Family & Debt

Dealing with debt is often a family affair. This is especially true when you have major changes in your life, like a wedding, a divorce or a death in the family. It’s also important to teach your children about finances. On the other end of the spectrum, aging parents may need help managing their finances. We can walk you through everything you need to know about debt and your family.

Choose Your Debt Amount







Marriage & Debt

Whether you’re bringing debt into a marriage or planning a costly wedding, it’s important to talk to your future spouse about money. Make sure you’re both on the same page about handling finances, and be sure to make big decisions together.

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Weddings & Debt

Divorce & Debt

Oftentimes, money matters are the most difficult aspect of ending a marriage. When a couple has debt, it may be difficult to discern whose responsibility it is to repay balances. Even after a divorce is complete, there may still be issues involving alimony and child support.

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Child Support

Children & Debt

It’s important to teach children about money early on, as well as to teach by example. Arming them with financial skills will serve them for the rest of their lives. It can also be important to tell your kids about your personal debt and your financial situation.

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Telling Your Kids About Debt

Parents & Debt

Older Americans are facing larger amounts of debt, in part because of lengthened life spans. Adult children of older parents may want to intervene and discuss money options with their parents, such as setting up and managing a budget, and paying down debt.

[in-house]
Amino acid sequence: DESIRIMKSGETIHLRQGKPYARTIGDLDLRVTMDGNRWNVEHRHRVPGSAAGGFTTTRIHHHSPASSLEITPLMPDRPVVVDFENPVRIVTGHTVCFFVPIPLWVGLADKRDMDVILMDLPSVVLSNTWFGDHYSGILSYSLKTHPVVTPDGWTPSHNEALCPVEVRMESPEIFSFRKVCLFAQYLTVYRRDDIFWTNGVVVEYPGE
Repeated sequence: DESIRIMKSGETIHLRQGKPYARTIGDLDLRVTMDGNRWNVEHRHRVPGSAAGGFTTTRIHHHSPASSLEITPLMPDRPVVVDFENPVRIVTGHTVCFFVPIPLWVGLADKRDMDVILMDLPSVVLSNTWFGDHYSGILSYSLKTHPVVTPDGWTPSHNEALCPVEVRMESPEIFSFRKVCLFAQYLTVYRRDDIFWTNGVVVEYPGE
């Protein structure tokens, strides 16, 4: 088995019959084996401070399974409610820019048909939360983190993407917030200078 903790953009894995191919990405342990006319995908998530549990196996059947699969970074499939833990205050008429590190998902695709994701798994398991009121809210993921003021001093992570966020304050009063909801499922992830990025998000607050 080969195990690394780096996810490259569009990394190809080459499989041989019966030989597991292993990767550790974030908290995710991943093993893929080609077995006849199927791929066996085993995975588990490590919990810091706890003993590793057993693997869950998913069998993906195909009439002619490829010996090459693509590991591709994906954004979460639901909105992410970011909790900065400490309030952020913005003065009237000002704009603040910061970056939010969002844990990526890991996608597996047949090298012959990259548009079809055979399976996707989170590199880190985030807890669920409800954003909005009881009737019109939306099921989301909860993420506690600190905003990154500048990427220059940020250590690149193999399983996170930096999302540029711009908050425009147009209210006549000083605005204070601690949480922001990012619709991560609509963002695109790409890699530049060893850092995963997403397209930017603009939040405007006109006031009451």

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Debt & Deceased Relatives

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Debt & Your Family

Student loans and credit card debt prompt many young adults to delay major purchases like buying a home, and major life decisions like marriage. When they do decide to tie the knot, that usually adds more debt – including the soaring costs of weddings and furnishing a home. Each child is expected to cost nearly $2 million to raise to adulthood. And all too quickly, parents are forced to make decisions about student loans once again, as their children head off to college. In many cases, unfortunately, divorce occurs – bringing with it even more debt.

Teaching Kids About Finances

Parents face the unique challenge of teaching their children about finances and debt. It’s important to remember that if parents practice bad financial habits — overspending, poor use of credit — kids are likely to follow their example. Luckily, the same is true for wise spending habits. If parents keep their debt low and follow a budget, their kids are more likely to do the same. Parents not only need to keep an eye on their own credit score, but they also need to teach their kids how to build a solid credit history.

About The Author

Bill Fay

Bill “No Pay” Fay has lived a meager financial existence his entire life. He started writing/bragging about it in 2012, helping birth into existence as the site’s original “Frugal Man.” Prior to that, he spent more than 30 years covering the high finance world of college and professional sports for major publications, including the Associated Press, New York Times and Sports Illustrated. His interest in sports has waned some, but he is as passionate as ever about not reaching for his wallet.